The New Haven Board of Education recently released its plan for reopening – a plan focused on safety and academic growth. When that plan was released, Michael Pinto, the Chief Operating Officer of NHPS said, “The primary focus, obviously, is to ensure student and staff safety, making sure we provide a clean and safe learning environment and we are looking to be adaptive and we need to be able to adapt in real-time to changing conditions.”
Also on the panel of this special town hall is Fran Rabinowitz, who was named Executive Director of the Connecticut Association of Public School Superintendents in June 2017. Previously the interim superintendent of Bridgeport Public Schools, Rabinowitz has been a classroom teacher, district administrator, Associate Commissioner of Education for the State of Connecticut, and Superintendent of the Hamden Public Schools in the past as well. Rabinowitz has been part of multiple roundtables and news briefings as Governor Lamont has filled the public in on the state’s plan.
Jeff Leake has been the President of the Connecticut Education Association (CEA) since July 2018 after serving nearly six years as the organization’s Vice President. A long-time elementary and middle school teacher with special emphasis on curriculum development and implementation in the science and math areas, Leake has also served on the CEA Board of Directors and as CEA treasurer.
The CEA released it’s safe learning plan earlier this month, on the heels of Governor Lamont’s announcement of the state’s plan for reopening. As part of that plan, the CEA said it wants the state to recognize and address all risks to students and staff and understand that moving the economy forward depends on the safety of schools not just reopening them. Leake also released a statement at that time, saying in part:
While we appreciate Governor Lamont’s pledge of “safety first” for our students and schools and his word that he will “have teachers’ backs” when it comes to masks, sanitizing, and social distancing, local districts need assurance that state funding will be provided for virus-related expenses. We can’t allow students living in high-poverty districts, students with special needs, and English learners to be at greater risk and have lesser safety protections. Without adequate state funding, that is likely to occur.CEA President Jeff Leake, July 16 statement
Reverend Boise Kimber, the social activist, and pastor of First Calvary Baptist Church in New Haven has been very active in discussions on the reopening of schools. Last week, Rev. Kimber and other New Haven clergy spoke out against the city of New Haven’s plan for reopening schools.
“We do want our kids to go to school, but under these conditions, we feel it would be more harmful to them going to school while this virus is not under control,” explained Reverend Kimber as part of that gathering.
Previously Rev. Kimber and other clergy had met with community leaders to call for a detailed plan for opening. At that time, Rev. Kimber stressed the need for access to PPE and testing in underserved communities in order to ensure the safety of children returning to school.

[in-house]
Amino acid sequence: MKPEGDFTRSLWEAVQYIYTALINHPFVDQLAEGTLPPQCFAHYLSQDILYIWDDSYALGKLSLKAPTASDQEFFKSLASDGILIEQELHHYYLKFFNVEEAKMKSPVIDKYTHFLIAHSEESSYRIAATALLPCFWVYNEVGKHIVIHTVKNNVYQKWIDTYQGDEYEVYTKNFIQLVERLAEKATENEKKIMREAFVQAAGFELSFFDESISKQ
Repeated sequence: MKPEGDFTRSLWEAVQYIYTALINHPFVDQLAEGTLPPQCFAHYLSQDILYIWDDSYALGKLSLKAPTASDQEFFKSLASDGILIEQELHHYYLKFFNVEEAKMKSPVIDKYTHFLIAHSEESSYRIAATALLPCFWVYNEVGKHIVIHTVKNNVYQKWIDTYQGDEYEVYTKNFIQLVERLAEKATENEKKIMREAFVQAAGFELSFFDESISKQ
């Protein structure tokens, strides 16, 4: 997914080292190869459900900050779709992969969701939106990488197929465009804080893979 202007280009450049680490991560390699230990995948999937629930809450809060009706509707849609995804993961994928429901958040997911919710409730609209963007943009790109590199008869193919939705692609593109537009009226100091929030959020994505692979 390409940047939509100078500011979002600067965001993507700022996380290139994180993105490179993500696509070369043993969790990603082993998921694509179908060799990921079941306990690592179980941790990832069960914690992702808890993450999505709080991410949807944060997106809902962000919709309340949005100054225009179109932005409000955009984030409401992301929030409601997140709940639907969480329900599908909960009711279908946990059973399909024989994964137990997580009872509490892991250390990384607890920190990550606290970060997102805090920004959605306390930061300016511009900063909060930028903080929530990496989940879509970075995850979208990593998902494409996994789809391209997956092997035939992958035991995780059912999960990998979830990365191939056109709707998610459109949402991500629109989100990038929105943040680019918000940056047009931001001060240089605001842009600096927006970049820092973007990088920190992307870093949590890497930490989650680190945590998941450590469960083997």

Athletics, and how to let student-athletes compete safely in the age of COVID-19 is still a great unknown. As Executive Director of the Connecticut Association of Schools (CAS), Glenn Lungarini is also charged with running the Connecticut Interscholastic Athletic Conference (CIAC). Lungarini was named to his CAS post in 2018 after having served 19 years in public education as a coach, teacher, department chair, athletic director, assistant principal, and principal.
Back on June 5, the CIAC released its plan to start the process of returning students to athletic competition starting this summer. That plan has obviously hit some bumps in the road as the state has found its way through the process of trying to safely reopen. The return to the field of competition will hinge greatly on the state’s ability to bring students together in general, and an official decision on whether fall sports can start on time is reportedly expected sometime in early August. We will hear not only from Lungarini but also from a coach and a student-athlete from the state in order to get all perspectives on the prospect of sports during a pandemic.
“Educating in a Pandemic” will also touch on the many facets involved in reopening schools safely. One of those areas is the disparity between socioeconomic groups in our state and the impact of those factors on how prepared districts are to deal with the challenges of a possible hybrid learning approach. The technology divide in one district may be vastly different from that of another – a factor we saw during the distance-learning period after the Governor was forced to close physical school buildings in the height of the coronavirus.
Other areas of concern for parents and educators alike include the challenges of servicing special needs students, the safety of school buses, as well as the psychological impact on children which will show itself in both the possibility of returning to schools and in the potential of not being able to return to school.
All of these areas add up to one giant unknown. How do we deal with that unknown, and eventually overcome it? That is the major question we hope to help answer in this special town hall. If you have a question or concern about reopening our schools, please record a video of that question and send it to us at ReportIt@wtnh.com with the subject “reopening schools.” Whether you submit a question or not, we hope you’ll join us tonight at 7 p.m. and join in the conversation with us on twitter while you watch “Educating in a Pandemic.”